Rushing the Peace Process
By Cliff May
March 7, 2017
This palm-fringed oasis in the Jordan Valley has been
continuously inhabited for 10,000 years. That justifies it billing itself as the
“oldest city in the world.”
Officers of the Palestinian
National Security Force (NSF)
headquartered here will proudly tell you that it’s now among the safest places
in the Arab Middle East, and that their paramilitary organization is an
important reason why. They’re also grateful for the training, arms,
ammunition, equipment and even buildings being provided by American taxpayers.
This arrangement was agreed to by the Israelis who, in
1994, gave the Palestinian Authority administrative control over Jericho and
other West Bank cities.
Could the next step be a “two-state solution” to the
Palestinian-Israeli conflict? Count me among those who see that as unlikely
anytime soon no matter how energetic, determined and skillful the diplomacy of
the Trump administration turns out to be.
The Middle East, always a bloody corner of the world, has
become bloodier over recent years. Historians will debate the extent to which
President Obama’s policies contributed to that result. But given this reality,
Israeli leaders from Labor on the left to Likud on the right are convinced that
the withdrawal of their military forces from the West Bank would leave a vacuum
— and that jihadis would fill it.
Consider the precedents. In 2005, every Israeli soldier and
settler was pulled out of Gaza. Within two years, Hamas had taken control and
begun launching missiles at Israeli villages and cities. A series of small wars
followed, as has the incessant digging of terrorist tunnels into Israel.
Five years earlier, the Israelis withdrew from southern
Lebanon. That strengthened Hezbollah, Iran’s proxy, with whom other wars had
to be fought, the last in 2006. Since then, Hezbollah has installed more than
150,000 missiles in homes, schools and mosques — all aimed at Israel.
Back in 1982, as part of a historic peace agreement signed
a few years earlier, Israelis handed the Sinai Peninsula over to Egypt. Today, a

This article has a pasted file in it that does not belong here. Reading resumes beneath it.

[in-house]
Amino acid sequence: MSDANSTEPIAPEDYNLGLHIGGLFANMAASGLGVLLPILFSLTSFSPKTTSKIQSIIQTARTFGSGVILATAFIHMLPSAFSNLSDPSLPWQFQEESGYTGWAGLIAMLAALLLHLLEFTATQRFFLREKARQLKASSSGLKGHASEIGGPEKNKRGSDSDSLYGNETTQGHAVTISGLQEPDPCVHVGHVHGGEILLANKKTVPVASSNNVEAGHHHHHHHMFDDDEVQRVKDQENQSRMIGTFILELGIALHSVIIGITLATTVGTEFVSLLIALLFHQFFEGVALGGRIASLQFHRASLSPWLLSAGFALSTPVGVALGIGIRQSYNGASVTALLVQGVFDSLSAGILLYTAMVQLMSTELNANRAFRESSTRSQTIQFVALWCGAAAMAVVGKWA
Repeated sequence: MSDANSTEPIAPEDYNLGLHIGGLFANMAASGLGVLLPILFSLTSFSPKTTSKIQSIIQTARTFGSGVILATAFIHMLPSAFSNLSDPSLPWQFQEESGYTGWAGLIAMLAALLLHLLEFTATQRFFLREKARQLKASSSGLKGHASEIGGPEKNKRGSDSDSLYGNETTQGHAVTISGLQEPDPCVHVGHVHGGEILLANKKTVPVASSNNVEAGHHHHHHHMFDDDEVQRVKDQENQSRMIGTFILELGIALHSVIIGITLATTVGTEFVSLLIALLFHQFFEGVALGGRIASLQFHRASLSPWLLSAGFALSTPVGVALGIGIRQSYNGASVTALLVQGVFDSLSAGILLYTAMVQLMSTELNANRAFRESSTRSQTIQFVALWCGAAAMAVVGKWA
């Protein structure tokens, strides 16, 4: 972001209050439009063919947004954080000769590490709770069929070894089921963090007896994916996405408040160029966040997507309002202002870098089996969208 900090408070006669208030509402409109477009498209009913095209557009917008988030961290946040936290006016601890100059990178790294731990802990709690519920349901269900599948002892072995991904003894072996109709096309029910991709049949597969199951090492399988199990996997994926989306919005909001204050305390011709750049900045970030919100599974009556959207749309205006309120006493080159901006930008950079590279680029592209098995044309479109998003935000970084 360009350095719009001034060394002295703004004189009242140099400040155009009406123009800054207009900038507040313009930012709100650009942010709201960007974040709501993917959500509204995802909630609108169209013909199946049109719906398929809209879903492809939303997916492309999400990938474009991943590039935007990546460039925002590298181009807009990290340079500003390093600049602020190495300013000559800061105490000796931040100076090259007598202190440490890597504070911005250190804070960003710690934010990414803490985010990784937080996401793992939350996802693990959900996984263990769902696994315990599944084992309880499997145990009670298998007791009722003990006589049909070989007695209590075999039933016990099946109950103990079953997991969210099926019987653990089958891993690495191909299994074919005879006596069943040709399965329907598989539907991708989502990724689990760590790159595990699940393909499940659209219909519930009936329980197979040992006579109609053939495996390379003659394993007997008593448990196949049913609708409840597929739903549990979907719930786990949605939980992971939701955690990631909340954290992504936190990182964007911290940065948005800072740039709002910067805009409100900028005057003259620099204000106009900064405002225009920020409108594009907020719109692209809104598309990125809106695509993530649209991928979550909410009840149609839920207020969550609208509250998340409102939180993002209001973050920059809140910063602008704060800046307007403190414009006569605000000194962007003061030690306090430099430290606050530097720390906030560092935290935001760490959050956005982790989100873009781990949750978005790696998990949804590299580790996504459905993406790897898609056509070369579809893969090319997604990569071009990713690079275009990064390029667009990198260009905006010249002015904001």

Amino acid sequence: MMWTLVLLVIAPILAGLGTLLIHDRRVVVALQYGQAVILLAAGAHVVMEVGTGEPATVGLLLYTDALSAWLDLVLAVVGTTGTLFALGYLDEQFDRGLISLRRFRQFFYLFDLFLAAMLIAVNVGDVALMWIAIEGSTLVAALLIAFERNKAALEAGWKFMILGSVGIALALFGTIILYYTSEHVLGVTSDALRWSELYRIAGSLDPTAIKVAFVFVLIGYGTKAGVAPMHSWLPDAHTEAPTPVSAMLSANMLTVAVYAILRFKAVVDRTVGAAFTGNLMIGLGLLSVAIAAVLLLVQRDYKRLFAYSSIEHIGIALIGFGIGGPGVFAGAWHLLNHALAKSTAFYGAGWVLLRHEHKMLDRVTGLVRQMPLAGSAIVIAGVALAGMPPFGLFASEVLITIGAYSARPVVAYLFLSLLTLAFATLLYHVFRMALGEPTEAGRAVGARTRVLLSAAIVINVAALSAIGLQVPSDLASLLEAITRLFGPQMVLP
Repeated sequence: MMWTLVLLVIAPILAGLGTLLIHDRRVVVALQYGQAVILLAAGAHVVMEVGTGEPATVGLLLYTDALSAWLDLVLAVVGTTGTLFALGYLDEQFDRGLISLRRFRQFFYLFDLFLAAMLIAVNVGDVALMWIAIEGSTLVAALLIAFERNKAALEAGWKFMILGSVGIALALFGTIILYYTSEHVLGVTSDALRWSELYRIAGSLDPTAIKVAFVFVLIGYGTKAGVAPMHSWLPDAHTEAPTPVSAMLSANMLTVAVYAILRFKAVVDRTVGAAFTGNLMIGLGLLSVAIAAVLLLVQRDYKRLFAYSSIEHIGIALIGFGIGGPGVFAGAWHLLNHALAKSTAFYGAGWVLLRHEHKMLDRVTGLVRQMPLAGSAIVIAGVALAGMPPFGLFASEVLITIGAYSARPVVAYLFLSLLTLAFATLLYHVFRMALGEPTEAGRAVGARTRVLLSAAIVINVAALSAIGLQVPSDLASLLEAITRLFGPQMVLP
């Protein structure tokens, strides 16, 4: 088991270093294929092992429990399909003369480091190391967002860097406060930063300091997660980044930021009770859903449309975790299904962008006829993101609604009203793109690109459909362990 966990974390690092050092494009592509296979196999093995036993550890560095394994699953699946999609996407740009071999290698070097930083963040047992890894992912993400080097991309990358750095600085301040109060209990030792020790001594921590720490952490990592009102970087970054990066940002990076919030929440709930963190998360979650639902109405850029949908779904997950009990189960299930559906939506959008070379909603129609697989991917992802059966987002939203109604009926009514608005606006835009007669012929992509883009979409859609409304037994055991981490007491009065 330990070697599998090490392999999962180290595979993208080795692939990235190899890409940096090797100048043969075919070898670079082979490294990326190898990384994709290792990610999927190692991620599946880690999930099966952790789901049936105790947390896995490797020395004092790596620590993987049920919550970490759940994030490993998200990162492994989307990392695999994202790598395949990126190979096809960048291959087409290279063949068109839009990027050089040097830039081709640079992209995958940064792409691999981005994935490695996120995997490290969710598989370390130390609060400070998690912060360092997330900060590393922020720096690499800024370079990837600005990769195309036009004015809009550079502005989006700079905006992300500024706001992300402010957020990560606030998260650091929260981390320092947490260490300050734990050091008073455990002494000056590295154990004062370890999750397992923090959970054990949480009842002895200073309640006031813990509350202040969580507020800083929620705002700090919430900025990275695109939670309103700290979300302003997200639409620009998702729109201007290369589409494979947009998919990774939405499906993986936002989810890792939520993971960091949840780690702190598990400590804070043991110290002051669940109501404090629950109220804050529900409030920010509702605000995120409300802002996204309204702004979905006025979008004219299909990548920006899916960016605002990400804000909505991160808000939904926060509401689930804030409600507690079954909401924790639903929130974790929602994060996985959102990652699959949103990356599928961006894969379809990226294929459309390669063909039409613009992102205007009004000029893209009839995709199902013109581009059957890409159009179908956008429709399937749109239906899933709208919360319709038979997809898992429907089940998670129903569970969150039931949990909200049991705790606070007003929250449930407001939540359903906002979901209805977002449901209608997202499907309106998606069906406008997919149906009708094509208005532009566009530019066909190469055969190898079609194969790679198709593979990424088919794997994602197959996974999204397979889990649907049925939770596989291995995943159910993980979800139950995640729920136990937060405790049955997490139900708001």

branch of the Islamic State, also known as ISIS, wages an insurgency there.
Despite all that, and contrary to some reports, Israeli
Prime Minister Benjamin Netanyahu has never ruled out the possibility of a
“land for peace” deal with the Palestinians. But in return for relinquishing
the West Bank (seized from Jordan in a defensive war nearly 50 years ago), he is
adamant that the Jewish state receive a verifiable Palestinian commitment to
Hamas, which controls Gaza and has cells throughout the
West Bank, unequivocally rejects that idea. Hamas believes that Islamic law
obligates Muslims to fight non-Muslims who control lands that were, at any time
in the past, conquered by Muslims.
Palestinian Authority President Mahmoud Abbas, who turns 82
this month, does not appear to share Hamas’ religious convictions. But were he
to end his long career by shaking Mr. Netanyahu’s hand on the White House
lawn, he’d be labeled a traitor, not just by Hamas but also by those seeking
to succeed him in the West Bank, as well as the Islamic Republic of Iran which,
as a direct result of Mr. Obama’s policies, is currently the ascendant power
in the Middle East.
You’ll hear it argued that in the absence of a two-state
solution there will have to be a “one-state solution,” meaning Israeli
annexation of the West Bank and Gaza. At that point, Israelis would face a
Catch-22: refuse to grant citizenship to Palestinians living in those
territories, in which case Israel ceases to be democratic, or become a minority
in their own country.
There is no mystery about what the latter choice would
mean. Jewish communities have been persecuted in and expelled from many lands,
not least Muslim-majority lands. Nor can we say that was in the past and, since
then, attitudes have changed. There are more than 20 countries that call
themselves Arab and more than 50 that self-identify as Islamic. Minorities enjoy
equal rights in few if any. (By contrast, Arabs and Muslims constitute about 20
percent of Israel’s population and they enjoy more freedom, rights and
benefits than do Arabs and Muslims in any Arab or Muslim country.)
All this suggests now is not the time for dramatic
diplomatic initiatives. Significant changes will occur once Mr. Abbas passes
from the scene. American policymakers should be getting ready.
Meanwhile, it’s worth prodding the Palestinians to
develop the institutions — like the NSF —
that both define and sustain true statehood. Lacking that, they will remain
dependent on the “donor community” indefinitely. Worse, a Palestinian state
could arise, achieve recognition — and then fail. Who would benefit from that?
The lives of West Bank Palestinians, in Jericho and
elsewhere, can be made better. They are in dire need of more jobs with better
pay and benefits. Israelis are willing to assist, willing to expand economic
cooperation. But first Palestinian leaders must end both their opposition to
“normalization” with Israelis and their support for BDS (Boycott, Divest and
Sanction), a campaign that seeks to drive away Israeli investors, businesses and
Finally, a little perspective would be helpful. Palestinian
resentment of the Israeli military presence in the West bank is understandable,
as is bitterness over the fences and walls that separate the West Bank from
Israel. But both were a response to conventional and terrorist attacks that
killed thousands of Israelis — they were not the cause.
In recent days, the artist who calls himself Banksy has
generated quite a lot of media attention by opening a hotel next to a section of
wall in Bethlehem, proclaiming that it has “the worst view in the world.” Is
there no reporter with spine enough to ask him why he considers the bombed-out
ruins of Aleppo, Mosul and Sana’a more scenic?